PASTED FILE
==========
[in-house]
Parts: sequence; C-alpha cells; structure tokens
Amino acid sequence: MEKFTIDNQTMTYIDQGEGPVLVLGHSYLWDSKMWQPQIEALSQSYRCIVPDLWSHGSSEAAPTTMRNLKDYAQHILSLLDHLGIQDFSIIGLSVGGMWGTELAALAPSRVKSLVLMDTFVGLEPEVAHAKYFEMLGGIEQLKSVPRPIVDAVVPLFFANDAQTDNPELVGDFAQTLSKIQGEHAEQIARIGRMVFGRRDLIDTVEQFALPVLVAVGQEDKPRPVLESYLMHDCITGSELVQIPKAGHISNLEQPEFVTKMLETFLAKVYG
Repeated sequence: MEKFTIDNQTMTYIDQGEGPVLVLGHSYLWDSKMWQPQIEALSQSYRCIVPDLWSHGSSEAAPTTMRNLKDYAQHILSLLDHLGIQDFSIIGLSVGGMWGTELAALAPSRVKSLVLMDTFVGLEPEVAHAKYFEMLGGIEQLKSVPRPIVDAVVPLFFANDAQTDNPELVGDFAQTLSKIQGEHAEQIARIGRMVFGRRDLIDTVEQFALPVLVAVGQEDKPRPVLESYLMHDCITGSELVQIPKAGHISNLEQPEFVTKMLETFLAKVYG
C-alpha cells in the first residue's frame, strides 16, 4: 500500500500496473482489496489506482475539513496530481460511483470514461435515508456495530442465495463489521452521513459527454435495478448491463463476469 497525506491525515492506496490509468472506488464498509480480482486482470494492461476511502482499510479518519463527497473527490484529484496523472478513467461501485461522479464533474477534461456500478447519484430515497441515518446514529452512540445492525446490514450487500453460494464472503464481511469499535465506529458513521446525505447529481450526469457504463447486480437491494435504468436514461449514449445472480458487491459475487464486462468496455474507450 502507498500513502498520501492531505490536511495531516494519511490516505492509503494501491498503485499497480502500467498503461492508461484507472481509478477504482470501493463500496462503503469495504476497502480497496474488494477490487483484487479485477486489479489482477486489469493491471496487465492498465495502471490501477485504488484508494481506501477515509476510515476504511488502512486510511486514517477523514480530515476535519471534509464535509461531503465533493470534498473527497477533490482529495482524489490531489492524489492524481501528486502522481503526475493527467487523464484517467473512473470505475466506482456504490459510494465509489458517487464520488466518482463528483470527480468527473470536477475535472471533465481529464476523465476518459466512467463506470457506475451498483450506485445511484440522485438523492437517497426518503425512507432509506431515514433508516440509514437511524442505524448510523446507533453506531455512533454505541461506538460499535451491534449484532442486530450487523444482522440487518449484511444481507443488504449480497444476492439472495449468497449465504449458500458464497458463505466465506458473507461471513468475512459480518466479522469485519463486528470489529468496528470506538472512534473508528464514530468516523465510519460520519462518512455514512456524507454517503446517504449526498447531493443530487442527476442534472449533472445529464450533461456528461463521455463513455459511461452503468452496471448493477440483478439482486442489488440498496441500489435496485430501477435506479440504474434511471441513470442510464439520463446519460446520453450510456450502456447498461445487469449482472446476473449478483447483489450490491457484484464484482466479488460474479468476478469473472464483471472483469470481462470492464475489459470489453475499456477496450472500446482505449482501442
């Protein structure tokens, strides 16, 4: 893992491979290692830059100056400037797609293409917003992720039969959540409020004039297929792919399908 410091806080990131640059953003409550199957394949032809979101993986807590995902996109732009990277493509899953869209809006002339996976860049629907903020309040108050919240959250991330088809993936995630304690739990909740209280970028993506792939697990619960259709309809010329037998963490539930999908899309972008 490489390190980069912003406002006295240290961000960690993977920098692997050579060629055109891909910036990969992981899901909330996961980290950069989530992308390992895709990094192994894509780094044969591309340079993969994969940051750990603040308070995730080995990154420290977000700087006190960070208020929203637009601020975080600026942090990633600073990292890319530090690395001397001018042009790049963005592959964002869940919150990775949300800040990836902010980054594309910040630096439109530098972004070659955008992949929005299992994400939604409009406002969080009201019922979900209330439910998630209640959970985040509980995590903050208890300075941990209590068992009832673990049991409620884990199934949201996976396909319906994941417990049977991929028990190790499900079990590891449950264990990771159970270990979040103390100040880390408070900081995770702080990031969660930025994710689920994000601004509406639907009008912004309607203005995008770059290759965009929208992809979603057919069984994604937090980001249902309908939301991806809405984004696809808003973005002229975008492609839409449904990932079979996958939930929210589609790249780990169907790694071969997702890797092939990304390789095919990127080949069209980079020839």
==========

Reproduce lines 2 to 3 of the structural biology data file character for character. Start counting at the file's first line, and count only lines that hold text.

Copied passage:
Parts: sequence; C-alpha cells; structure tokens
Amino acid sequence: MEKFTIDNQTMTYIDQGEGPVLVLGHSYLWDSKMWQPQIEALSQSYRCIVPDLWSHGSSEAAPTTMRNLKDYAQHILSLLDHLGIQDFSIIGLSVGGMWGTELAALAPSRVKSLVLMDTFVGLEPEVAHAKYFEMLGGIEQLKSVPRPIVDAVVPLFFANDAQTDNPELVGDFAQTLSKIQGEHAEQIARIGRMVFGRRDLIDTVEQFALPVLVAVGQEDKPRPVLESYLMHDCITGSELVQIPKAGHISNLEQPEFVTKMLETFLAKVYG